Was 1989 as important for Western- as for Eastern Europe? What were the consequences of the annus mirabilis for the process of European integration, for the current crisis of confidence between the political establishment and ordinary citizens, and for East-West relations?

Twenty years after the fall of the Iron Curtain, the countless commemorations often focus on the popular revolts through which the peoples of Central and Eastern Europe reclaimed their freedom.

However, 1989 also led to momentous changes in Western Europe: the legitimacy and internal cohesion of the European Union have been increasingly challenged and the long-time alliance with the United States is not as self-evident as it used to be. In addition, the entry of new member states has been a factor in the rise of populist movements, which certainly in the Netherlands have profoundly changed the political landscape. The 'old’ Europe, which for decades derived its identity from competition with the Communist Eastern Bloc, does no longer exist.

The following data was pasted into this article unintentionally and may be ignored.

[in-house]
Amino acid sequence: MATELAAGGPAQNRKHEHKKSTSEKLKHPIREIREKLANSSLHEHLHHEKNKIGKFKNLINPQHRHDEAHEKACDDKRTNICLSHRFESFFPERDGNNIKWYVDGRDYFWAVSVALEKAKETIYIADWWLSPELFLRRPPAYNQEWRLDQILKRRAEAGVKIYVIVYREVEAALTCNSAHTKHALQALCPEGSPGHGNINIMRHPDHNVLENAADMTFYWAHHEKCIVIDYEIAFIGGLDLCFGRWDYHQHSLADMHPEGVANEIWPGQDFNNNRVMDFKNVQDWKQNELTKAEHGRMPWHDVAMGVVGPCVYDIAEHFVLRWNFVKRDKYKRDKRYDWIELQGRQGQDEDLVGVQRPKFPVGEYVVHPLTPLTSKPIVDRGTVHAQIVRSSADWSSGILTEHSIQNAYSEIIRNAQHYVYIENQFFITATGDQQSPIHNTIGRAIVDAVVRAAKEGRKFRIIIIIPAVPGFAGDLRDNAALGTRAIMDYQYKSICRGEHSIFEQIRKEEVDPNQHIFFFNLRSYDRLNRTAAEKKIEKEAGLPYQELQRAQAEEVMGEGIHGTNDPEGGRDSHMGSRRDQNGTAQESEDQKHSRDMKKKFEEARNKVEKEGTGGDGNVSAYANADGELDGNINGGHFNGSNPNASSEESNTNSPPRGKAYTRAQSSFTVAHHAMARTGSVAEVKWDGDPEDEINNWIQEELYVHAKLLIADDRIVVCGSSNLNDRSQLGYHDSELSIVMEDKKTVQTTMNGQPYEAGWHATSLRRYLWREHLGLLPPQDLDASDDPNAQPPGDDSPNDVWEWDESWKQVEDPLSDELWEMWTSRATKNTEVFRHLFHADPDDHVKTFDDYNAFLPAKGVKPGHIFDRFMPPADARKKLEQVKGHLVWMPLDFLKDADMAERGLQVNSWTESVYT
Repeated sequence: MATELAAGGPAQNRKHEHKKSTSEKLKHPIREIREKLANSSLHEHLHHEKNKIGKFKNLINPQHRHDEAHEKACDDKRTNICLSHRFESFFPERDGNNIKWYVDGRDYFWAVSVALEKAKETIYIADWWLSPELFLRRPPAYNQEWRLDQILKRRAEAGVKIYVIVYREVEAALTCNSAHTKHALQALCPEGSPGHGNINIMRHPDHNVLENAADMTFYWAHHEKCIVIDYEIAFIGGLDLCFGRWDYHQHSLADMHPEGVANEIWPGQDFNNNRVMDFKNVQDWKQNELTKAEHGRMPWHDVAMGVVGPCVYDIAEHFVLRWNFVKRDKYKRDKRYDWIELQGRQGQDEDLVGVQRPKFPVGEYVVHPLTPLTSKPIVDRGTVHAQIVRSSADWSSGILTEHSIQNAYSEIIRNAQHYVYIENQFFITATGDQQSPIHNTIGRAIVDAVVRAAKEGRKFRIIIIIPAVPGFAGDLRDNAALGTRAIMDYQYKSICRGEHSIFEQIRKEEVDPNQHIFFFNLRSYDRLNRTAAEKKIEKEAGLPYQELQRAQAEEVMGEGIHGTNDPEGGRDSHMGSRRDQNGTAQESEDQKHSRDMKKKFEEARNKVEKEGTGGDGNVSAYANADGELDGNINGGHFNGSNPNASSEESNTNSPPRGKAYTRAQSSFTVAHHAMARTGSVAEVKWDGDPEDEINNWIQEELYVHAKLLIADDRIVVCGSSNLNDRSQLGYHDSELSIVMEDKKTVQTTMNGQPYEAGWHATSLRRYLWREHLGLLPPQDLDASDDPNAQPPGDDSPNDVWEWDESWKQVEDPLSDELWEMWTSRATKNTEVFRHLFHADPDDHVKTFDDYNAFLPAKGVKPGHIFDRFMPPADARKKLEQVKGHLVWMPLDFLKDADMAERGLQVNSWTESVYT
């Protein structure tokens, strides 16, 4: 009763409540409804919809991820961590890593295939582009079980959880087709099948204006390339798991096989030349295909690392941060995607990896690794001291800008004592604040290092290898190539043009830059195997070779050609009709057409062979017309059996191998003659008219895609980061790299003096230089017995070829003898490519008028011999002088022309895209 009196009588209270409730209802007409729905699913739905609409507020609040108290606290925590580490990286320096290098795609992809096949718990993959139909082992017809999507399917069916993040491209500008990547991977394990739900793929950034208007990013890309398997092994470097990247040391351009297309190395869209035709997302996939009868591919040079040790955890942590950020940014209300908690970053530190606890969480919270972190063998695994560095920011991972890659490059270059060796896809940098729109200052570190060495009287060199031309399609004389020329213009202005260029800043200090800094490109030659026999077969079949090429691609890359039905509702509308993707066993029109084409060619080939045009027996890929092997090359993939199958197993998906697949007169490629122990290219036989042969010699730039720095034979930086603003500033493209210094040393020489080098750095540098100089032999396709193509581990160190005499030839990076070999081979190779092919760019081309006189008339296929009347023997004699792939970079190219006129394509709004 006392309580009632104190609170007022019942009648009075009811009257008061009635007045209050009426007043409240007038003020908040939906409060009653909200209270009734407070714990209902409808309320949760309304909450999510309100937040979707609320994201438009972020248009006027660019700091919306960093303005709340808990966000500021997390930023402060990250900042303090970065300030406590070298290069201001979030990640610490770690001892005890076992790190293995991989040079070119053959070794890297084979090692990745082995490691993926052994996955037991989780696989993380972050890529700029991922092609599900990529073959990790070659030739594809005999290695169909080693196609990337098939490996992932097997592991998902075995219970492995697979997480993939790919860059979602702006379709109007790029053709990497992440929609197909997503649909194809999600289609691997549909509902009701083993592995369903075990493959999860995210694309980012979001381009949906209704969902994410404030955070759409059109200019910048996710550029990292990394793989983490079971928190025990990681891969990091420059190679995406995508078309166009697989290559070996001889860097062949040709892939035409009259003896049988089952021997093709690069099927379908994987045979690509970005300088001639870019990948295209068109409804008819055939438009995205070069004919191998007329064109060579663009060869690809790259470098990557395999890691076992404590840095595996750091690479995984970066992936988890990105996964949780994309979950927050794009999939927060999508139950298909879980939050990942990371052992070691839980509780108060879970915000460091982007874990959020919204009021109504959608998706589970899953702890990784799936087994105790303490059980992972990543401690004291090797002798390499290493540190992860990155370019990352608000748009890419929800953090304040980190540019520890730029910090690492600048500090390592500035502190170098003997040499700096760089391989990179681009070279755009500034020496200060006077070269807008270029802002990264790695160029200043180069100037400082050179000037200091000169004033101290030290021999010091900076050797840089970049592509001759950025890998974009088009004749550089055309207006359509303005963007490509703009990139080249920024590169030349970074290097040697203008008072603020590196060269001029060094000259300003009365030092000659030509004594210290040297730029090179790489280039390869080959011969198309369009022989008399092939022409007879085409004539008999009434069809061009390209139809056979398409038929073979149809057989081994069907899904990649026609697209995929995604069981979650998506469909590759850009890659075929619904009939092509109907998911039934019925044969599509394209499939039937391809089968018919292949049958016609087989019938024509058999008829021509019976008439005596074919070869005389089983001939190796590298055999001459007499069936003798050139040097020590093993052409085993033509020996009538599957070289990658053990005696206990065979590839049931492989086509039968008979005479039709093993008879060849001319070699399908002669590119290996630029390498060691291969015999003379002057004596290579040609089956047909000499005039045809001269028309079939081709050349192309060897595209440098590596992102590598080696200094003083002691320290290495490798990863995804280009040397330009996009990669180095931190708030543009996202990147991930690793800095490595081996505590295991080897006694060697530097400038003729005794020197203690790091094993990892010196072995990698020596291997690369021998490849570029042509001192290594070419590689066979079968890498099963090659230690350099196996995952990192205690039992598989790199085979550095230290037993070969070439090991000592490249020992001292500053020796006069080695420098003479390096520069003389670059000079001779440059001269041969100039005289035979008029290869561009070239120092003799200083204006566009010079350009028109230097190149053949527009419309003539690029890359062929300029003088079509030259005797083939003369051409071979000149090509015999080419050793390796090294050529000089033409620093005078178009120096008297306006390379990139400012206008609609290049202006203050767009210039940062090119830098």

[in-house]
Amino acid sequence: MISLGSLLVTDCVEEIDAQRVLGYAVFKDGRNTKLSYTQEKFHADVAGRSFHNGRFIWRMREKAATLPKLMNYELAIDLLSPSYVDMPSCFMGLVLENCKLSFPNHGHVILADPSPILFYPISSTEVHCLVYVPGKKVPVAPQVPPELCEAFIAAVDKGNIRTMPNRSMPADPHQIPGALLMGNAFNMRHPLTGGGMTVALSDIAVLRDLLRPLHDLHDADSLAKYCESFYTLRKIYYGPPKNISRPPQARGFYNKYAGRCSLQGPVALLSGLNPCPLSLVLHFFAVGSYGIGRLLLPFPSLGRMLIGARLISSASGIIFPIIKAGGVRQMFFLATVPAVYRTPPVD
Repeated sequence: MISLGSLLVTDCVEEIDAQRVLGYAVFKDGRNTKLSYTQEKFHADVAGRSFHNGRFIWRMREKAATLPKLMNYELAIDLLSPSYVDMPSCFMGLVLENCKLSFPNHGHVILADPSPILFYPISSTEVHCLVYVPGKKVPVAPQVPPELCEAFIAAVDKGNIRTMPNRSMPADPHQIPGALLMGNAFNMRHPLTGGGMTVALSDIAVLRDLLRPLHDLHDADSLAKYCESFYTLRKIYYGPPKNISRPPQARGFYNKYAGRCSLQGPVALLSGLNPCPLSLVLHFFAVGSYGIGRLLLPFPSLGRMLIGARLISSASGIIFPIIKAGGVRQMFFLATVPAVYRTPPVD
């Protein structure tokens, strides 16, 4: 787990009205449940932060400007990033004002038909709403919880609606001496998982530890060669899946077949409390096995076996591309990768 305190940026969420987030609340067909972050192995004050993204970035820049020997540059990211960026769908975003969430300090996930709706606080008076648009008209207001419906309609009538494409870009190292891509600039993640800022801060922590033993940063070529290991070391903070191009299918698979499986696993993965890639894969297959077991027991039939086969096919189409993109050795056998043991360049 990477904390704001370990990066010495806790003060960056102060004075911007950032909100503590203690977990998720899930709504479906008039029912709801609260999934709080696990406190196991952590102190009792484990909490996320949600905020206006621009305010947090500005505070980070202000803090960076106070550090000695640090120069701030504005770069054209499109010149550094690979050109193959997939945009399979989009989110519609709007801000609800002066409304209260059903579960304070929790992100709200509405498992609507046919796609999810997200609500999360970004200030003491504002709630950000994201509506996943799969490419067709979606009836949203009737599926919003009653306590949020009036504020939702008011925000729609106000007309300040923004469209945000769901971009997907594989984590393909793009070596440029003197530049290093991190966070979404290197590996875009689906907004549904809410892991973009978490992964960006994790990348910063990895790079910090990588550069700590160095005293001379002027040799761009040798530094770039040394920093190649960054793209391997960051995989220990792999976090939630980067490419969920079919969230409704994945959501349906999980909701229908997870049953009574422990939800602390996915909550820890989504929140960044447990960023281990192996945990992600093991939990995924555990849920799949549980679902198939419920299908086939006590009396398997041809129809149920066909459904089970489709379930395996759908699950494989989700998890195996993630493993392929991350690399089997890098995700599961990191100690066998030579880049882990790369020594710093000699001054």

Moderator: Prof. dr. André Gerrits (European Studies, University of Amsterdam)

  • Nausicaa Marbe (a Dutch writer from Romanian descent, columnist for De Volkskrant)
  • Frans Timmermans (Dutch Minister for European Affairs)
  • Paul Scheffer (public intellectual)

Language: English spoken
Location: Het Nutshuis, Riviervimarkt 5, 2513 AM Den Haag
Reservation: info@nutshuis.nl or 070-3459090
Admission: free.

In participation with: EUNIC Netherlands

This evening is part of 1989+20, a festival with debates, movies and exhibitions about the fall of the Iron Curtain and the new, post-1989 Europe. 1989+20 is organized by European National Institutes of Culture (EUNIC), in cooperation with the Nutshuis, Filmhuis Den Haag, the Persmuseum and the University of Amsterdam.

Published on Polonia.NL 31.10.2009